Legal And Financial Questions: What Is An Abusive Tax Shelter?

The difference between tax evasion and avoidance and the implications this has for abusive tax shelters.

Tax avoidance can be differentiated from tax evasion easily. Tax avoidance is basically arranging one's finances so that only the minimum amount of tax is required by law. Notice the words required by law. This activity is a perfectly legal way to reduce the amount of taxes one owes. Tax avoidance is using tax loopholes in the IRS code to minimize the amount of tax you owe to the IRS. Tax evasion, however, is not legal. Tax evasion is not paying taxes that are legitimately owed to the IRS. Whether one just doesn't pay taxes outright, or one tries to find illegal means to avoid paying taxes (deductions that aren't legitimate, abusive tax shelters, etc.), tax evasion is the illegal dodging of paying taxes.

Abusive tax shelters are those tax shelters set up by unscrupulous people attempting to cheat the IRS out of money (and often the taxpayer loses out as well). They involve fictitious transactions and the over inflation of immediate losses compared to actual, investment. Essentially, it's a marketing ploy using phony transactions to lower the tax investors owe. There are a lot of scams out there claiming to be legitimate tax shelters, but often, they are nothing more than fraudulent arrangements that try to hide taxable income or make deductible items that normally would not be. An abusive tax shelter exists just to lower taxes. A legitimate tax shelter exists to provide economic benefit, and thus there is risk involved.

The IRS lists some of the top abusive tax shelters that are commonly found, and successfully prosecuted, today. At the top of the list is misuse of trusts. The people who promote abusive trusts as a way for the taxpayer to get out of paying taxes are breaking the law, and the taxpayer is complicit in that illegal activity and can be held fully responsible for any penalties incurred. The promoters claim that they can move assets from individual ownership into the trust that normally aren't tax deductible, like living expenses, and make them deductible expenses. This is false. Just because the trust owns the assets, the person who benefits from those assets is responsible for the taxes. The IRS is actively examining and pursuing the promoters and beneficiaries of these kinds of abusive tax shelters.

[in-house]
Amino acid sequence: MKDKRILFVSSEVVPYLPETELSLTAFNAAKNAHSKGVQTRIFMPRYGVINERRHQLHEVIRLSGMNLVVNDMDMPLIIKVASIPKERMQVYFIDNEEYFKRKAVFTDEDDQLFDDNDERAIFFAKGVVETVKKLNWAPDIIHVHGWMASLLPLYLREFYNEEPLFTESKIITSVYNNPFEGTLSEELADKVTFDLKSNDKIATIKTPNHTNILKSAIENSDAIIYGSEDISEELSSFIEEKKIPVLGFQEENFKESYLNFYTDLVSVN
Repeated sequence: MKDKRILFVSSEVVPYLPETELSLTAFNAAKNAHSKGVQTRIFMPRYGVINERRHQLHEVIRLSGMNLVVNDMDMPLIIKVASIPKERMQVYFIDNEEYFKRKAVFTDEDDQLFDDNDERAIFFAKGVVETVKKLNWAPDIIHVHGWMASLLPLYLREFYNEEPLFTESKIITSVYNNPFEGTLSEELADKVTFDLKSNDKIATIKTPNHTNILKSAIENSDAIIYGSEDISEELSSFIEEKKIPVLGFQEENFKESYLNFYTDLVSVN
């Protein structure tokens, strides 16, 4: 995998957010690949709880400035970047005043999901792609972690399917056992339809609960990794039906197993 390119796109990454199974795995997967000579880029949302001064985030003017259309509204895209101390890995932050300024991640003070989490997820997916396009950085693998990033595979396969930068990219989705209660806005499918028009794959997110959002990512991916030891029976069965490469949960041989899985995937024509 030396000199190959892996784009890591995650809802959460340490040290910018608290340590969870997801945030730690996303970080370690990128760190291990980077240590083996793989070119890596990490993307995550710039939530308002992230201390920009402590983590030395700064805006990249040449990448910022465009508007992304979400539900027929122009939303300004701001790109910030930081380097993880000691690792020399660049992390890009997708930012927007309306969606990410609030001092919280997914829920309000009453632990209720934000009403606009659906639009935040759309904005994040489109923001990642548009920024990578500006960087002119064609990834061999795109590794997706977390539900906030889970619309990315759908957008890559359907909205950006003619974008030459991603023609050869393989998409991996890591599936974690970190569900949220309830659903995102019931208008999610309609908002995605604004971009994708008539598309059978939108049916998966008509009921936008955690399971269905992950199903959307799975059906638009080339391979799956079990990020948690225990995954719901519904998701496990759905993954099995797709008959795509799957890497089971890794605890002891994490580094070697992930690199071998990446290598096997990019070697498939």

Another abusive tax shelter is the corporation sole. This set up is meant to allow religious leaders to become incorporated to legally separate them from the assets of the church. Some promoters are telling taxpayers that they can use this to legally avoid taxes, as well as other financial obligations such as child support. This isn't a legal tax avoidance maneuver. It is fraudulent and can be prosecuted.

Offshore transactions that are intended to hide assets and/or income are also illegal. This includes an offshore bank account or brokerage account. Any activity of this nature intended to misrepresent the amount of income received and tax owed could be punished by being charged penalties and interest, as well as criminal prosecution.

It is also against the law to set up a fake home business in order to use your primary residence and personal expenses as tax deductions. Any business, home based or otherwise, must meet certain standards for clear business practices with an eye toward profit in order to qualify for any tax breaks. Just saying you have a home business, without meeting these standards is not a legal tactic.

There are other illegitimate tax shelters. All are set up with the express purpose of circumventing the payment of taxes that are rightfully owed to the IRS. There are ways to exploit the ADA and take advantage of the Disabled Access Credit. Another way is to set up a trust to look like a charity (a charitable trust), then have the trust pay expenses for the taxpayer and deduct the bogus payments as charitable contributions. Since a charity has to be certified to get any tax break, these kinds of contributions can not be deducted legally.

The IRS is cracking down on abusive tax shelters. Any promoter of a trust is required to register with the IRS and must keep a list of all investors for seven years. The promoter must give that list of investors to the IRS if they ask. The penalties for engaging in abusive tax shelters are high, from having to pay the taxes owed plus interest, to a possible 75% underpayment penalty, to jail time. Taxpayers need to be very careful when becoming involved in any plan to reduce the amount of tax paid. Carefully check out the system being invested in, research the legality of the system, and know who is running the system before investing and claiming tax write-offs.

© High Speed Ventures 2011